Latin name: Falco columbarius

Family: Falconidae

The merlin is the smallest bird of prey in the UK but by combining speed and agility it is a fearsome hunter. It can be found on moorland and moorland fringes of the Yorkshire Dales National Park where it is able to catch a wide range of small bird species with meadow pipits being a favoured meal. The merlin nests on a number of moors in the National Park where suitable tall stands of heather are present. The importance of many of the heather moorlands in the Dales for species such as the merlin has led to their designation as Sites of Special Scientific Interest (SSSIs).

At risk?

During the last merlin survey in 1993 and 1994, there were estimated to be around 40 to 50 pairs of merlin in the National Park. The results from several long-term studies in the Yorkshire Dales suggest that there has been a slight population decline in recent years. It is also apparent from one long-term study site in the National Park that a number of merlins breeding in the Yorkshire Dales have originated from sites north or south of the area. This indicates that the population in the Yorkshire Dales may be dependent on the recruitment of birds from other areas of northern England. The RSPB has allocated an Amber conservation status to the merlin.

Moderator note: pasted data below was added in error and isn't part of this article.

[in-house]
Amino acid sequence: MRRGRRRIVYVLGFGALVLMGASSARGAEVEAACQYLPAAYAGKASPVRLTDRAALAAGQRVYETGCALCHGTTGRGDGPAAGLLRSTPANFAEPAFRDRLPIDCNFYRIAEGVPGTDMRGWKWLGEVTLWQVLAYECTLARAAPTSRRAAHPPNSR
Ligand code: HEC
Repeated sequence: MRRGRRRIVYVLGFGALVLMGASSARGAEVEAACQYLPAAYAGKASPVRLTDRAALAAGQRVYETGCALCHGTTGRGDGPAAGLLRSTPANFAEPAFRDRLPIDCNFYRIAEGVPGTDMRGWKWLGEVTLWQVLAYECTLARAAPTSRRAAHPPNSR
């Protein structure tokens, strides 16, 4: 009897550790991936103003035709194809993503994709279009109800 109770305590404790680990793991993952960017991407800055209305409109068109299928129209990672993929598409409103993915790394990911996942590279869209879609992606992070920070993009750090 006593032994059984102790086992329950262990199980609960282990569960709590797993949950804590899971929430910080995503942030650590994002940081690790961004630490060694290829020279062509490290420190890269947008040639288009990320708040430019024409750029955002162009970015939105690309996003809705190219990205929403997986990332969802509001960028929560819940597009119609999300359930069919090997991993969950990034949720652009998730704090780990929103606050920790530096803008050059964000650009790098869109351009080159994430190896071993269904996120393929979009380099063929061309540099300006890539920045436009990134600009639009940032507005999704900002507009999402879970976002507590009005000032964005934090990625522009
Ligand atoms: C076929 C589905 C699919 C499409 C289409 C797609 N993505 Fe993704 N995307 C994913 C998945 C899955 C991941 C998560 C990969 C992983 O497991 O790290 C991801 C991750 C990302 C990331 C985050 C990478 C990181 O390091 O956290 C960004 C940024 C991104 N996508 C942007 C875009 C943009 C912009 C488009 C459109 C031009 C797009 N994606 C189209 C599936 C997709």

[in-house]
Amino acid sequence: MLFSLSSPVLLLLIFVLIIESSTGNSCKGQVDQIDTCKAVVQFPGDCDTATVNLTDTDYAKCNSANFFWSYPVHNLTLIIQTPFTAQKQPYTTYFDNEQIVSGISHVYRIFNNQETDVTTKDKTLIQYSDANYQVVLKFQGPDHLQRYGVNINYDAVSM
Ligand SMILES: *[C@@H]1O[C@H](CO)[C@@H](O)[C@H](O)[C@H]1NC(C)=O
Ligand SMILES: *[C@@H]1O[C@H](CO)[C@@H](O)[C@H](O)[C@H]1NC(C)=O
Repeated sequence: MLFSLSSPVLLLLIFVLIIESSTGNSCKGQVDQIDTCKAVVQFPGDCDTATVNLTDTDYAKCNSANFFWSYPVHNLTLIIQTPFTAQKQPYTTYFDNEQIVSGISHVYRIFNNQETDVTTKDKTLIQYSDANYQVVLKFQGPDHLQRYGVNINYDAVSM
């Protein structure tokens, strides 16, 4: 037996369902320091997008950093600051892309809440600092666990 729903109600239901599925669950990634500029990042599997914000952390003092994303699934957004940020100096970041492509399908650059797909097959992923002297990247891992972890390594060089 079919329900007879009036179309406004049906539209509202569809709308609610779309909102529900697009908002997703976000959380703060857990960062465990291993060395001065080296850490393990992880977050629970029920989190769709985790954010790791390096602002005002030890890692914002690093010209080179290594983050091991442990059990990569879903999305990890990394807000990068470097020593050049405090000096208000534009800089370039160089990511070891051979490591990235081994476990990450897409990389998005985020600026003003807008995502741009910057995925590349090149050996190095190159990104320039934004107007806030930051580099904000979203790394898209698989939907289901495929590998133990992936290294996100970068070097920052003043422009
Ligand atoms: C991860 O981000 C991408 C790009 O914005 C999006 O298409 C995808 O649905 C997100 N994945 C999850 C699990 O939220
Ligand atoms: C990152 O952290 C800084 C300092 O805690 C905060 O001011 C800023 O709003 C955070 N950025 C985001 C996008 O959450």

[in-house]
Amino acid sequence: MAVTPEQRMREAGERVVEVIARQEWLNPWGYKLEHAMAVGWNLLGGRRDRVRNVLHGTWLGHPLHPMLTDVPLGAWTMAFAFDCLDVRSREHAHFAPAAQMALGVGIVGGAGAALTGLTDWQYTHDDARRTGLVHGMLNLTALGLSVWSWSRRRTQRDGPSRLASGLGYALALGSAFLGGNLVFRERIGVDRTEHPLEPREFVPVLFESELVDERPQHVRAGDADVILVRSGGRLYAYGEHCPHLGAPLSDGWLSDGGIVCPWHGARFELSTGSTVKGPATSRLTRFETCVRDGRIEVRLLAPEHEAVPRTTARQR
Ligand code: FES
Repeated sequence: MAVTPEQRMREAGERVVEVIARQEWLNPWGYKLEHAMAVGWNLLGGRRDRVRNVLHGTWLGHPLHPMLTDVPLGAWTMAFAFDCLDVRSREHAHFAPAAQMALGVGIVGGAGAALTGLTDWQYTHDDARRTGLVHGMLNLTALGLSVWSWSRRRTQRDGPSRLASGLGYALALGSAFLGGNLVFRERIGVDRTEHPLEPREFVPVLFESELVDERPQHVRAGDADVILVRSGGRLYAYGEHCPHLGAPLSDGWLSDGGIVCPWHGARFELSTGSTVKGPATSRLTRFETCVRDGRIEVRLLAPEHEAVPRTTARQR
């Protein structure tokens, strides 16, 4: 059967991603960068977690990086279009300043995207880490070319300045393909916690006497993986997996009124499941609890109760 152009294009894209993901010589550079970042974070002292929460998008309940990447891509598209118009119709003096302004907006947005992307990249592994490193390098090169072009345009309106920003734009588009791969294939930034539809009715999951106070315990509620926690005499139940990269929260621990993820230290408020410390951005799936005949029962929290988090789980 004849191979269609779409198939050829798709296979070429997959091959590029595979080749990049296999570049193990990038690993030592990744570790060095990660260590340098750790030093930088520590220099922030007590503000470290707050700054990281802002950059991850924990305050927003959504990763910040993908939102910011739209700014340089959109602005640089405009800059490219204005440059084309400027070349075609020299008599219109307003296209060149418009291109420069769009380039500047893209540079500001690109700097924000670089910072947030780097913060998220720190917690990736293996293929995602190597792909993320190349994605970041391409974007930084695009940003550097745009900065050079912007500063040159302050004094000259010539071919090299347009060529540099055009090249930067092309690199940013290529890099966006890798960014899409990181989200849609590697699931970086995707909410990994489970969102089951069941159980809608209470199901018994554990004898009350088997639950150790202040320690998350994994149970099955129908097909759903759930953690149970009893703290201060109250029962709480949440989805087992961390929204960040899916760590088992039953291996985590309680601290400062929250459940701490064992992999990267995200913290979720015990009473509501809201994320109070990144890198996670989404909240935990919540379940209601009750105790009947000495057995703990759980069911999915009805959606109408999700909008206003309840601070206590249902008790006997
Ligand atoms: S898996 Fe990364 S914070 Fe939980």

Go to the A-Z of wildlife

The unfolding of Grass Wood throughout the year is a story of rich fulfilment. From 'Wharfedale' by Ella Pontefract & Marie Hartley

Facts at your fingertips